I want to walk on the bottom of the ocean,
that is where I am from,
all of my ancestors living in one house
in the middle of the black sea,
at the mouth of a trench that leads to the center of the earth.
Every night after work their calls could deafen every city on the map;
their screams forming into matter
that clogs my arteries and hardens my liver
each day trying to drag me back home.
on his deathbed,
documentary crew turning
each breath to celluloid.
They hand him a harmonica,
play us one of the hits,
just one last time, the producer speaks,
his voice full of gravel and greed.
It's barely recognizable
and one of the boom mics isn't working.
It don't matter anyways;
you couldn't pay me to watch,
Even though, I know we all stop at car crashes
in these United States of America
and this is what we have become.
Is it a poet's job to recite the news?
Tonight at Nine, This is a history of us.
This Land is My Land
I will show you
where I'm from
or where they buried
the beasts that made me;
that row of pines,
skinny, on the blacktop's edge.
Old highway thirty-five
running up north,
to Saint Paul, a clot
the size of
as it throbs.
my iron heart
idles on the gravel
drive, leaking black;
the knee high grass
sings for all of the pennies
in the fountain; those dreams
of mine that didn't bother
to come true. Momma
don't know how to play
the guitar but I like the way
she holds it with her fragile hands.
Water is wide, I can't get over
in a key only broken banjos
with worn-through heads know.
I lie in bed, look at the deep
cracks in the palm of my hand
and dream they are interstate
ninety-four and I'm walking
its shoulder on a cool August night
back to momma rocking in her chair.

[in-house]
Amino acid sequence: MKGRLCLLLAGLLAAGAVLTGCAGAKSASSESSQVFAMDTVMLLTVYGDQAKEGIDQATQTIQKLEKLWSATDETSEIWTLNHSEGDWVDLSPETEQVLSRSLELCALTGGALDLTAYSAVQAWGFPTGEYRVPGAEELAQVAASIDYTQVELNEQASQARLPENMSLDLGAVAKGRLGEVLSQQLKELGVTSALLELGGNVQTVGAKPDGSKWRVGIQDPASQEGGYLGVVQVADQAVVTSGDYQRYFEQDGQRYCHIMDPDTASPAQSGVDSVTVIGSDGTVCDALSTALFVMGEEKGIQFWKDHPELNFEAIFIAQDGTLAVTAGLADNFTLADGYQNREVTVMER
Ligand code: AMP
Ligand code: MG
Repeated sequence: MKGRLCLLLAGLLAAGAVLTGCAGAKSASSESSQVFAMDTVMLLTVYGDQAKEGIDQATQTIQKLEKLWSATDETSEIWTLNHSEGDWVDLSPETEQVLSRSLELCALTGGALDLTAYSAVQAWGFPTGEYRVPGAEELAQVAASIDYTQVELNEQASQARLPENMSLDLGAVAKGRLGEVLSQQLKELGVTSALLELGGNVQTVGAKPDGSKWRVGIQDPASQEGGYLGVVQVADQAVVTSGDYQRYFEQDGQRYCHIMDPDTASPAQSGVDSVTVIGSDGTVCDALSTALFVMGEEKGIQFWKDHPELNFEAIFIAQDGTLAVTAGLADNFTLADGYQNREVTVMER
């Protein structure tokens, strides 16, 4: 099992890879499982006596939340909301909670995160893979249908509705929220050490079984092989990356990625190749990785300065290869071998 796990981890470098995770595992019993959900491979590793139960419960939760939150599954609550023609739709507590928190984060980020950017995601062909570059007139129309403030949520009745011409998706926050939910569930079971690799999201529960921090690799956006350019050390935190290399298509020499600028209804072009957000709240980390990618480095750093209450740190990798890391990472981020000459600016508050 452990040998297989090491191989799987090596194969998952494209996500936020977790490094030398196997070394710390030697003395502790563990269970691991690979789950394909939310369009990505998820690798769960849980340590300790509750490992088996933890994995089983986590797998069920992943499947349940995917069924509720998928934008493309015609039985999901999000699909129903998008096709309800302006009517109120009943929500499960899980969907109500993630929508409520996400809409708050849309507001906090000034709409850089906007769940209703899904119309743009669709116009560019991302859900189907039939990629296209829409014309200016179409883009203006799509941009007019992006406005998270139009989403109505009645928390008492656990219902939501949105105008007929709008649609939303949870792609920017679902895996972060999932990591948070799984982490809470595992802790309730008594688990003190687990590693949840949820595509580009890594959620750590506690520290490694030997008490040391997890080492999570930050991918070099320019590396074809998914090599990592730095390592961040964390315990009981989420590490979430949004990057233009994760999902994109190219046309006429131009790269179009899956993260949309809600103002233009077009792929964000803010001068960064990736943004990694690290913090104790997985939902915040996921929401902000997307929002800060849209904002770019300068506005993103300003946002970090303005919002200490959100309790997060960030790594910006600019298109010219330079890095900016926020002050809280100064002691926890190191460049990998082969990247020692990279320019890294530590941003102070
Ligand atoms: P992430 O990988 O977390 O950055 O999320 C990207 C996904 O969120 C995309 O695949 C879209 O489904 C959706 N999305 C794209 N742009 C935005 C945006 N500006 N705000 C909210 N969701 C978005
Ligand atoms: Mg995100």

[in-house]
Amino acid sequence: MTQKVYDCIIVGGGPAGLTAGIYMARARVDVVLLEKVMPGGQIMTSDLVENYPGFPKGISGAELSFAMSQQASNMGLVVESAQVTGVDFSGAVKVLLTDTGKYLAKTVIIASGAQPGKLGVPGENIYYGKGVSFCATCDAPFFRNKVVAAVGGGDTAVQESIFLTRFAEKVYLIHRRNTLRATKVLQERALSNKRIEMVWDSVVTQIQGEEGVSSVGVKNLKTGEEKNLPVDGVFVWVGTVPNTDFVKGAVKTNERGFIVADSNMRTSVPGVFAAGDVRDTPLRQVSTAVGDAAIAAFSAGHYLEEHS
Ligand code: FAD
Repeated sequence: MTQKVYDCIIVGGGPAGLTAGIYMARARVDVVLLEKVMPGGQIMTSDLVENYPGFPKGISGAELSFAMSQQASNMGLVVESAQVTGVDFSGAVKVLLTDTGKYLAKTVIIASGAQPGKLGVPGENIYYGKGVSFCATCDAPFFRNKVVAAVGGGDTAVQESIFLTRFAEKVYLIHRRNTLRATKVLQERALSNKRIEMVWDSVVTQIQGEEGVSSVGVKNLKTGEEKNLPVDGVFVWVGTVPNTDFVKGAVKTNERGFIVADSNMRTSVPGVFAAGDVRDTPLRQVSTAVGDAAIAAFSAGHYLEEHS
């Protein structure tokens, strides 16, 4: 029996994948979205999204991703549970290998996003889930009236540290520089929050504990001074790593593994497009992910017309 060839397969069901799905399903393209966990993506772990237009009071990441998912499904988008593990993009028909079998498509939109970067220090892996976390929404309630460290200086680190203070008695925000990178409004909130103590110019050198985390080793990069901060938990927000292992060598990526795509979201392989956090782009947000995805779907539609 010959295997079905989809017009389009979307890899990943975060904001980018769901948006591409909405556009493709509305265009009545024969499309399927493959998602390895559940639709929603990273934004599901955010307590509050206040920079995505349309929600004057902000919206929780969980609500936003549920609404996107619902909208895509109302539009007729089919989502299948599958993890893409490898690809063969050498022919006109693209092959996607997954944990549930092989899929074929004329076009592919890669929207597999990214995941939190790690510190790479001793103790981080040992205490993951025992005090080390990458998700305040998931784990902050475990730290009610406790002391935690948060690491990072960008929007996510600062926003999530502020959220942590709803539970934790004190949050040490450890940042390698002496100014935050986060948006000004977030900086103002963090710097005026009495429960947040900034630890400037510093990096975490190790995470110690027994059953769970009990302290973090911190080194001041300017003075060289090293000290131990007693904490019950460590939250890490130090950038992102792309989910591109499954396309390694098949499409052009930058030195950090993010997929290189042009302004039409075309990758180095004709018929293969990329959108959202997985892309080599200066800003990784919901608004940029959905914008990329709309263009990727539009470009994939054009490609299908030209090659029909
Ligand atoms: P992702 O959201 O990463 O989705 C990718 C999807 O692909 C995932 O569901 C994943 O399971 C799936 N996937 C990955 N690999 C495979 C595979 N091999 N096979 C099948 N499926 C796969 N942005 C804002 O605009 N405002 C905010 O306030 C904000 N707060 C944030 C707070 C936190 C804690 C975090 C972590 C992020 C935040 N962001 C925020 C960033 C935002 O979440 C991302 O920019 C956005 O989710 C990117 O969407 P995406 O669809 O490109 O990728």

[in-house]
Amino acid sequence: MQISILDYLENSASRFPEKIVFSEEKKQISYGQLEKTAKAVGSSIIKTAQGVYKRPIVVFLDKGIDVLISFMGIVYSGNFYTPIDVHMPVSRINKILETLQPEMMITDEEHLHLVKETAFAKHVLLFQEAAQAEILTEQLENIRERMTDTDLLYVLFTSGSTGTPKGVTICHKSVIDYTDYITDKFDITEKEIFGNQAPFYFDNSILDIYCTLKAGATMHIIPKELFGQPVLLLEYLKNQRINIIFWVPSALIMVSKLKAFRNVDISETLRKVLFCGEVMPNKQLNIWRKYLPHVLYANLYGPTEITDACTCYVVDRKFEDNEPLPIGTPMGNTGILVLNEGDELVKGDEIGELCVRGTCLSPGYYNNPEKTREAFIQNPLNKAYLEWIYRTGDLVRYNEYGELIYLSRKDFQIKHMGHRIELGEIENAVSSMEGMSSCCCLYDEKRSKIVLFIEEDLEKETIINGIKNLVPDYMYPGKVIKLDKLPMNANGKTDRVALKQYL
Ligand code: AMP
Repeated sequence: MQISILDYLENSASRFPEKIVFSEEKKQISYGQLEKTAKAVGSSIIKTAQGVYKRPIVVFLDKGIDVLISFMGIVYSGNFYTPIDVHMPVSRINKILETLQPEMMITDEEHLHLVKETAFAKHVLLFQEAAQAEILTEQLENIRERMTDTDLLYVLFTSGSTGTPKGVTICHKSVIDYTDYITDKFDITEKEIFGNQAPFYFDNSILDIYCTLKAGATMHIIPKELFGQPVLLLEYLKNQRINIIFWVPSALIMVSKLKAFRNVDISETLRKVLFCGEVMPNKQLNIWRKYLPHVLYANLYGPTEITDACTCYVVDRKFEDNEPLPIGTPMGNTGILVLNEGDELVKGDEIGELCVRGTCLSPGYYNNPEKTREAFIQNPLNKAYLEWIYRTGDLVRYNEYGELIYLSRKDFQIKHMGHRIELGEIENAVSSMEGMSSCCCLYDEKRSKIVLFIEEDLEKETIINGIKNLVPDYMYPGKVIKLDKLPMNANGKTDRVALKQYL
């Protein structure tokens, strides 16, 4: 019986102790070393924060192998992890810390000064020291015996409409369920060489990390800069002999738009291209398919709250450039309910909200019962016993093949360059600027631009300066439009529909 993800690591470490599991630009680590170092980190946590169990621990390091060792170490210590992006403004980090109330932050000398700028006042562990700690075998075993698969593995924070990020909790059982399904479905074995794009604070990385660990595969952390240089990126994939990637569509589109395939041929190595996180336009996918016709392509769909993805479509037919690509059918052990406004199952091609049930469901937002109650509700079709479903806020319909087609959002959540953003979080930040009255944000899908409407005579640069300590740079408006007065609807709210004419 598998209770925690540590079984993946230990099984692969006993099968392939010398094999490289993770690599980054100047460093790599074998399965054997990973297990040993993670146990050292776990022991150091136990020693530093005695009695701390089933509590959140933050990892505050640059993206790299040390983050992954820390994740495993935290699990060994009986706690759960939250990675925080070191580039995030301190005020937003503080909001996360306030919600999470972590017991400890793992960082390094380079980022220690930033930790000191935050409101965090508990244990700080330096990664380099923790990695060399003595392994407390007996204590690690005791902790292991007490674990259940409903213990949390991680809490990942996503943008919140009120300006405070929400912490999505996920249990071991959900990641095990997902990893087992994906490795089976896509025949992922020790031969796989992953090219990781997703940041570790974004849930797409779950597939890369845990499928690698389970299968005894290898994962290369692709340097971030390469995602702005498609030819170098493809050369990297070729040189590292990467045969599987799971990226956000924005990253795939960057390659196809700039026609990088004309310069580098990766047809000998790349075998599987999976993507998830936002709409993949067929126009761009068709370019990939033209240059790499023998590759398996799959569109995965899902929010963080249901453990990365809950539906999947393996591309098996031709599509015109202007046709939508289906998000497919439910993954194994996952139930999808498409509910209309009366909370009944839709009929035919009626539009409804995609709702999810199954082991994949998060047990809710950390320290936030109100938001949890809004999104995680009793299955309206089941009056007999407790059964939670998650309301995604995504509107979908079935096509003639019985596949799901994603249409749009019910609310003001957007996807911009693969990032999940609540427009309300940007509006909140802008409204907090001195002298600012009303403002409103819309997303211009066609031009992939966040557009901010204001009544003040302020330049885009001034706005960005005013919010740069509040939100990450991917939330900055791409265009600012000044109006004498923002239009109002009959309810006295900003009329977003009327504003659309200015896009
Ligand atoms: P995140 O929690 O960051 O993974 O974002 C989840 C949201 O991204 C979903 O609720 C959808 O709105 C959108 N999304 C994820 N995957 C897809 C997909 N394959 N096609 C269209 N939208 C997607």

a kid in Detroit learns the easiest things to remove from a car.
These new ones are really just computers and imported plastic,
his cousin tells him as they lift a CD deck from a Pontiac
downriver, in the shadow of an abandoned factory, sharing a forty of Bud Light.
A Milwaukee woman fills up her brother's van,
with one window missing, moving to Des Moines, in the winter,
her fragile hands exposed, cracking from the dry cold and
and edges from the boxes filled with faded clothes.
In this rust belt, we're dead, and the color of dirt,
all we can do is shake our fists, beat the sidewalk,
until we fall asleep on the street when our bottles are done,
and the rats check our pockets for five dollar bills.
It's one of the mildest winters of memory.
This wind a rusted knife, wet and the temperature of lies.
In Saint Paul, at the liquor store on Christmas Eve, I buy as much
as I can hold and get ready for another year.
I had a dream last night,
it was so cold
and I was just standing.
I couldn't move,
my hand was on the worn brick,
at least ten stories high.
The feeling of walking over a grave.
I may have been crying,
maybe I was sober.
It smelled like grandpa
or an empty house;
dreams smell like rain sometimes
sometimes they smell like Milwaukee.
It was the factory,
some of the windows broken
but even in dreams,
nothing is being made.
I got so many friends in Chicago,
place can't do me no harm.
Our world; a big old factory,
no longer connected to anything
except for the electrical grid
and a changing concrete maze.
Only this is true: your dreams
and the cold hard ground.
Take my hand, we'll break
into the plant manager's office,
on the weekend, while he is home asleep.
I'll hold the door open,
bring your tapes, we'll play them
over the loudspeakers,
and let this town hear you cry.
Time is matter here
The freight train
Places are colors,
primary shades and hues.
I grew up in Gray,
a place only the freight train
knows for a moment
then rumbles on to the cities:
Midnight, Scarlet, Mahogany,